Mehwish Qudoos Alizai
Let’s think back to the last time when we experienced some loss, hardship, or obstruction in life. What was our response to that? We reacted through expelling, contemplating, and aboding over the disappointment, or we looked for a feeble vivid of meaning through all of the darkness? How swiftly we bounced back and how resilient we are?
The missing point with the conception of ‘the glass: half empty or half full’ is that the glass is refillable. There is always something good in something bad and always something bad in good. There is unremittingly some perfection in the imperfection and vice versa.
Why don’t we think that the training in optimism is equally important as the training in calculus and motion? What drives people to give their best in terms of what they offer us? And what makes people more resilient? Such questions are decisive to determine our standpoint of life.
The missing point with the conception of ‘the glass: half empty or half full’ is that the glass is refillable
Paradoxically, German philosopher Gottfried Wilhelm Leibniz (1646-1716), one of the inventors of calculus is also known for his ‘philosophy of optimism’. He was believed to be an ingrained optimist, affirming that we live “in the best of all possible worlds”. The term ‘optimism’ embraces two closely interrelated ideas: the first is the predilection to hope, while the second more commonly denotes the tendency to believe that we live in “the best of all possible worlds”, as conceived by Gottfried Wilhelm Leibniz in his prominent theodicy.
Churchill once said ‘a pessimist sees the difficulty in every opportunity; an optimist sees the opportunity in every difficulty.’ Certainly, life and its happenings will not always be great and we all go through some hard days and stressful periods in life. Sometimes, lack of enthusiasm and hope may surround us too. Nonetheless spotting some silver lining is not an easy task, there are always some upright things in this world, and it’s worth fighting for. Likewise, happiness gives the genuine sense when one experiences the woe or pain. One cannot enjoy the life and light of the day by avoiding the night and its darkness. This is called life. The fact is that self-actualization, mindfulness and optimism may get us through the rough patches and ups and downs of life.
Nelson Mandela asserting in his autobiography, “I am fundamentally an optimistic. I cannot say, whether it comes from nature or nurture. Part of being optimistic is keeping one’s head pointed towards the sun, and one’s feet moving forward. There were many dark moments when my faith in humanity was sorely tested, but I would not and could not give myself up to despair. That way lays defeat and death.”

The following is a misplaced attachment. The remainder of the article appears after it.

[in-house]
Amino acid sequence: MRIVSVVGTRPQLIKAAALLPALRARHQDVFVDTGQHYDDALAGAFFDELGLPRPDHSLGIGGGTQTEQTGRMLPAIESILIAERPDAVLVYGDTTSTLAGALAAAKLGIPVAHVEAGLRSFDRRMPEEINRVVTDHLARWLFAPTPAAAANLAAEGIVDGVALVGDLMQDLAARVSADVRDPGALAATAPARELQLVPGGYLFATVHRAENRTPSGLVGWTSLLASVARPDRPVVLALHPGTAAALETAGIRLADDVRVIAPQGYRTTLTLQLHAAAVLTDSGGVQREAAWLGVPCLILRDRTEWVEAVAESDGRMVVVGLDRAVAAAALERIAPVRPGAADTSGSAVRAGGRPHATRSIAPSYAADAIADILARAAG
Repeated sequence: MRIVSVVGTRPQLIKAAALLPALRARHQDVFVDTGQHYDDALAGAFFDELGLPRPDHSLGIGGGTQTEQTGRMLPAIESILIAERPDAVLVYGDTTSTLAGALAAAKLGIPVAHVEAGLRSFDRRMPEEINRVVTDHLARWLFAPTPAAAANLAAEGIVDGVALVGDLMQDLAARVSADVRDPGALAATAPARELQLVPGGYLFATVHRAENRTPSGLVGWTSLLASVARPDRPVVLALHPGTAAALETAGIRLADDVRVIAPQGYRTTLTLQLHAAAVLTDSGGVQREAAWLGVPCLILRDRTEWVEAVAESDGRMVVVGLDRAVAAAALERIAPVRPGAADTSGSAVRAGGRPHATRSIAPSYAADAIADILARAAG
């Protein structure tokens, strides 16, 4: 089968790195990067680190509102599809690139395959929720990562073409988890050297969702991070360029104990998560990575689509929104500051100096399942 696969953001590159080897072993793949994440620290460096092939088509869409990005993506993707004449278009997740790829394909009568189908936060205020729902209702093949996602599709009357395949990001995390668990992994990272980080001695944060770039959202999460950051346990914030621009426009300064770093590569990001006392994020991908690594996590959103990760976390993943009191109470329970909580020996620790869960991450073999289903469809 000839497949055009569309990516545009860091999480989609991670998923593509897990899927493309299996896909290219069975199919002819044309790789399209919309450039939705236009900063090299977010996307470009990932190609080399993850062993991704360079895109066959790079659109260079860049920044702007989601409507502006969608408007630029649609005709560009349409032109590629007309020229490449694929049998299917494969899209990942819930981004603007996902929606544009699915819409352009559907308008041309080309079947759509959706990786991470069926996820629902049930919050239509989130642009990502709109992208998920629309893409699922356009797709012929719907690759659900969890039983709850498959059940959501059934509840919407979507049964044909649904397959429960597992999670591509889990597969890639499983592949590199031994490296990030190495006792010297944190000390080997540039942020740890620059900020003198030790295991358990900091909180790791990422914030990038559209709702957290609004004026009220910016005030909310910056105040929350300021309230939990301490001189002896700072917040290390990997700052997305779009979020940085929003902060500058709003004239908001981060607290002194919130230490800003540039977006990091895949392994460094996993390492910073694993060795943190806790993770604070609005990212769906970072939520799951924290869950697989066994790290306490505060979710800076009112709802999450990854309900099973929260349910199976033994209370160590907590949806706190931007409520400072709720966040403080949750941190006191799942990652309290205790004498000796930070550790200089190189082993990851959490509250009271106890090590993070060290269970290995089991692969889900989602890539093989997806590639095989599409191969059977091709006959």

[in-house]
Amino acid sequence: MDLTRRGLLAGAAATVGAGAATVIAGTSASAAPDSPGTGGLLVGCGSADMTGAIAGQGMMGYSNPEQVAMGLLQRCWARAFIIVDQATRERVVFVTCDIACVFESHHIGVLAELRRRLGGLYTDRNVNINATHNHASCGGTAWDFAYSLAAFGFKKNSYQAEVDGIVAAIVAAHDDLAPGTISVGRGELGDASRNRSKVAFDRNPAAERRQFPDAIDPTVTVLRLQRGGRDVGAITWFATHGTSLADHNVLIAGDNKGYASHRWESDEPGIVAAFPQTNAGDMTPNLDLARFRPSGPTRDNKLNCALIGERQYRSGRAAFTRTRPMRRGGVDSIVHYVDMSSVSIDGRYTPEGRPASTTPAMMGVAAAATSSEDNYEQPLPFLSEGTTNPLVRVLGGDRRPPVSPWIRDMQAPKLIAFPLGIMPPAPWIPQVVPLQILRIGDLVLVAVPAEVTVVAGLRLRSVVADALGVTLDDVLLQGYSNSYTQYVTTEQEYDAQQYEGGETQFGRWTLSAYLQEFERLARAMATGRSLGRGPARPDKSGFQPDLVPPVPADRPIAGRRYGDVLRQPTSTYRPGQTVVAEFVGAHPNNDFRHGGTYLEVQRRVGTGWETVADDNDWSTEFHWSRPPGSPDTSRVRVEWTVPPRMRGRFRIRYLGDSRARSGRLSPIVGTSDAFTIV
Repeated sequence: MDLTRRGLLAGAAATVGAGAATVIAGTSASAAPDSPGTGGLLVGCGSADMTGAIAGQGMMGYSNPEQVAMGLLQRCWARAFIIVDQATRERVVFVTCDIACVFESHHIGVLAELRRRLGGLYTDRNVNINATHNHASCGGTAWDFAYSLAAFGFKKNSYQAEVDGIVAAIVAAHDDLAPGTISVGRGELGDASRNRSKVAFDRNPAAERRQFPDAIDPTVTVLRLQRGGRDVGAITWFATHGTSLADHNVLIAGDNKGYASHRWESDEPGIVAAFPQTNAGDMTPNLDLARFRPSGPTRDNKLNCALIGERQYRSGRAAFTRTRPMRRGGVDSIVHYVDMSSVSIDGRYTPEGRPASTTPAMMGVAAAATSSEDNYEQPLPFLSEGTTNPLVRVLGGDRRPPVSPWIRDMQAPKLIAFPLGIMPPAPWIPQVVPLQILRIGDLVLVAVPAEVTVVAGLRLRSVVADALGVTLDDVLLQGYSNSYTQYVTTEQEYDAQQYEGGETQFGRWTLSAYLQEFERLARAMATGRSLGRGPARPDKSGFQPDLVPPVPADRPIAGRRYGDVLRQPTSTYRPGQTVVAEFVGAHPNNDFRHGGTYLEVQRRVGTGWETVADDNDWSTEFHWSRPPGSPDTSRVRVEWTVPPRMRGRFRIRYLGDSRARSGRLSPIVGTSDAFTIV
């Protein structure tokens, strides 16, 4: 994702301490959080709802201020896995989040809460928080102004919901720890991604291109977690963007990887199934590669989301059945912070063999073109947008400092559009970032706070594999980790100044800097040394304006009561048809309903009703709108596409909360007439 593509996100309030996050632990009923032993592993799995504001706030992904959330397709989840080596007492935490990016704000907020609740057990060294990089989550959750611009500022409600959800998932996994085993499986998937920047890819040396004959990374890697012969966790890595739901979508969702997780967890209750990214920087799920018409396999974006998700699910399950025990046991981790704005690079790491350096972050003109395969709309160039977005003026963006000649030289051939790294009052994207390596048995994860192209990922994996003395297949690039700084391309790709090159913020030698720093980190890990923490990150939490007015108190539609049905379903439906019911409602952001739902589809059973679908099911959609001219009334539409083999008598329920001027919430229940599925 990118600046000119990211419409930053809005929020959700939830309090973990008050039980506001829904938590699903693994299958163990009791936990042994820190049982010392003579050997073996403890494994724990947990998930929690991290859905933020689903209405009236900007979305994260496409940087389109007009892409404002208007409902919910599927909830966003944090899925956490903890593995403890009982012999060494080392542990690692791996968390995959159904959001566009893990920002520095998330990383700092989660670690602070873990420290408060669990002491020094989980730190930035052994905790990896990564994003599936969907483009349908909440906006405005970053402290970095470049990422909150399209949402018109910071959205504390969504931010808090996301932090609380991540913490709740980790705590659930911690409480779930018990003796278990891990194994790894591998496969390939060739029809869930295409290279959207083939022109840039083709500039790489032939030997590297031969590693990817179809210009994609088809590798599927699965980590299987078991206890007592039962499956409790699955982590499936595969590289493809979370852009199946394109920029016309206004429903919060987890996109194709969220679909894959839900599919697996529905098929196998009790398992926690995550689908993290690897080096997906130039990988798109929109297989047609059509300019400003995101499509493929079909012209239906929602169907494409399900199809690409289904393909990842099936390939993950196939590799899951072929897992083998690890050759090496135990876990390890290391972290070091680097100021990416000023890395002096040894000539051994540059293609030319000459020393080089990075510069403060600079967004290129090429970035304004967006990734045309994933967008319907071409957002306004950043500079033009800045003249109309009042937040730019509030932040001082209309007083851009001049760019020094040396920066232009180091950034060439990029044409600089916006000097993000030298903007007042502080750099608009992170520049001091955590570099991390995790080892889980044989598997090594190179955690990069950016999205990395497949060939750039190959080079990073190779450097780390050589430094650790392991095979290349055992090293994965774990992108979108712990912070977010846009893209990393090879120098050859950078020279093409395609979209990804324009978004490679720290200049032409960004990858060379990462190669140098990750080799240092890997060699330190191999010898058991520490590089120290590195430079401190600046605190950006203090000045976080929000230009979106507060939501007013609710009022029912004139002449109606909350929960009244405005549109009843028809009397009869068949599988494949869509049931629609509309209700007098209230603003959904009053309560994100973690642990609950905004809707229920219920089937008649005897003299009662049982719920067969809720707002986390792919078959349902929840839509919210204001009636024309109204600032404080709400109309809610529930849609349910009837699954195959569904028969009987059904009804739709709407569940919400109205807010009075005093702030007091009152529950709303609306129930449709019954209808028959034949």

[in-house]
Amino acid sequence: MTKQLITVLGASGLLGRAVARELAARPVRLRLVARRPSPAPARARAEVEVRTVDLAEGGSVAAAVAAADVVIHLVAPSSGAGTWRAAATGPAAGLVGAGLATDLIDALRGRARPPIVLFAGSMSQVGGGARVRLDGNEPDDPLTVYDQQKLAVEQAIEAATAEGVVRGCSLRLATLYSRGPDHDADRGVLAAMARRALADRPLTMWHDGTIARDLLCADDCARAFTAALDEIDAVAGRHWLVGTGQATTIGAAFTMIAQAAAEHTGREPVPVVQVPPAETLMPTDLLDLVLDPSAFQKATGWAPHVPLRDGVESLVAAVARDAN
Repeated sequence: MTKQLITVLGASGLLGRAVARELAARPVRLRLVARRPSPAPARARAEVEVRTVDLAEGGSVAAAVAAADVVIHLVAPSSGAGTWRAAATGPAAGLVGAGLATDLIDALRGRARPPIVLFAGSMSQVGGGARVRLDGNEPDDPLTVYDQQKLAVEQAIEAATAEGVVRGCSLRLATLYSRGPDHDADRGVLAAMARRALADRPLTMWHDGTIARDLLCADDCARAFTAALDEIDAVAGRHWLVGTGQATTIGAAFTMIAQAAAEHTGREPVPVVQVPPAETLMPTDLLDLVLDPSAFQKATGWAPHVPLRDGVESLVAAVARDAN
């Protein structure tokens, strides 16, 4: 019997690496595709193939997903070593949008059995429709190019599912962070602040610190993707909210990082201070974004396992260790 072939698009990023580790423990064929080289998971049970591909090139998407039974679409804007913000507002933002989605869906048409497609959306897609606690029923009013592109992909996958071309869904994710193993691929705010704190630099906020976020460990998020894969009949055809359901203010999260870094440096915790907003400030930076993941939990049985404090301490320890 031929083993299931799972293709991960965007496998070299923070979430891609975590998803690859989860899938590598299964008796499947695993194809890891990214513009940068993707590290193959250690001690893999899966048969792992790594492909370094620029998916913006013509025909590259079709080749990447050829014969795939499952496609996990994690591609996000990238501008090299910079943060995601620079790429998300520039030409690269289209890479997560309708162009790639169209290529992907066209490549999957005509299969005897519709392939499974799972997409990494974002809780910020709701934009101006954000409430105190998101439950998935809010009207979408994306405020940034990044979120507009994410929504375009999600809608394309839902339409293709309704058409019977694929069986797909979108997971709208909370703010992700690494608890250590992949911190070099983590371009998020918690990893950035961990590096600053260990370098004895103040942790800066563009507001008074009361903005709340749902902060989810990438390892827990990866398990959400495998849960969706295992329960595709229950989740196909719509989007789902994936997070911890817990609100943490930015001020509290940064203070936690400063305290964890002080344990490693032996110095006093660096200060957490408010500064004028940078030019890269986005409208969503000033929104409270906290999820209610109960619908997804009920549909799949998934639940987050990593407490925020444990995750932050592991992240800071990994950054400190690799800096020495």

Optimism is the best choice since no better option can replace positivity. The pessimism has got no benefit over the optimism ever since it cannot achieve much. Optimism supports us to see new opportunities, learn from different situations, and keep going forward. Movement and growth are indispensable for life, which only an optimistic approach can lead us to attain.
A pessimist sees the difficulty in every opportunity; an optimist sees the opportunity in every difficulty – Winston Churchill
Studies are evident that people with a positive attitude have better relationships, enjoy mental and physical well-being and live longer. Dr. George E. Vaillant, Professor of Psychiatry at Harvard Medical School, in The Wisdom of the Ego, writes about individuals who have “both the capacity to be bent without breaking and the capacity, once bent, to spring back”. Vaillant proclaims that, adding to the external cradles of resilience (such as biological well-being or social supports); these folks have significant internal sources which include a healthy self-confidence and optimism. Vaillant reaffirms this in his later book, Aging Well: Surprising Guideposts to a Happier Life; a compendium of three studies encompassing over 800 folks, men and women, rich and poor, who were pragmatically observed for more than five decades, (from young to the old age). It endorses that one of the most powerful predictors of successful aging is regularly using mature coping mechanisms or resistances. Three of them are: Altruism or Unselfishness (doing for others what they need, not what we want to do for them); Sublimation or Redirection (diverting energy to more productive pursuits such as creativity, art, sports); Suppression or Overpowering (postponement of stressors, not repression). This means not working in a pessimistic crisis mode but preparing and adapting for whatever life brings.
The moon stays bright when it doesn’t avoid the night – Rumi